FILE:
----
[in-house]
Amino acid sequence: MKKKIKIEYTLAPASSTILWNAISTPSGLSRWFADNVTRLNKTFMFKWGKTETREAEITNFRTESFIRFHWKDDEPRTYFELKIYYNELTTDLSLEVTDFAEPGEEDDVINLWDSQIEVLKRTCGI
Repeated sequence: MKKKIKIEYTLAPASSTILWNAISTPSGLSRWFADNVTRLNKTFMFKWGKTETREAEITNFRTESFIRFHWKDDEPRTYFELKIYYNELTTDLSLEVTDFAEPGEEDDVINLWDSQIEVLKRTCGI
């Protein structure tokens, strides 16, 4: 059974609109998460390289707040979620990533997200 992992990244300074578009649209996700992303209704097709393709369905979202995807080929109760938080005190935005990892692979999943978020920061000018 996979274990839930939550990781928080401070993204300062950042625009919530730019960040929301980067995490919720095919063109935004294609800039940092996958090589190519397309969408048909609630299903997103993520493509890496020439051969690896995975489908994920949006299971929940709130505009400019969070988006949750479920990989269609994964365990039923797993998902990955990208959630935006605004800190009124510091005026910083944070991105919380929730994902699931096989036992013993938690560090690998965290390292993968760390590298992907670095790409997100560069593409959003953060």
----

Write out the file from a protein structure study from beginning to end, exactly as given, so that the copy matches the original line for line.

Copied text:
[in-house]
Amino acid sequence: MKKKIKIEYTLAPASSTILWNAISTPSGLSRWFADNVTRLNKTFMFKWGKTETREAEITNFRTESFIRFHWKDDEPRTYFELKIYYNELTTDLSLEVTDFAEPGEEDDVINLWDSQIEVLKRTCGI
Repeated sequence: MKKKIKIEYTLAPASSTILWNAISTPSGLSRWFADNVTRLNKTFMFKWGKTETREAEITNFRTESFIRFHWKDDEPRTYFELKIYYNELTTDLSLEVTDFAEPGEEDDVINLWDSQIEVLKRTCGI
């Protein structure tokens, strides 16, 4: 059974609109998460390289707040979620990533997200 992992990244300074578009649209996700992303209704097709393709369905979202995807080929109760938080005190935005990892692979999943978020920061000018 996979274990839930939550990781928080401070993204300062950042625009919530730019960040929301980067995490919720095919063109935004294609800039940092996958090589190519397309969408048909609630299903997103993520493509890496020439051969690896995975489908994920949006299971929940709130505009400019969070988006949750479920990989269609994964365990039923797993998902990955990208959630935006605004800190009124510091005026910083944070991105919380929730994902699931096989036992013993938690560090690998965290390292993968760390590298992907670095790409997100560069593409959003953060």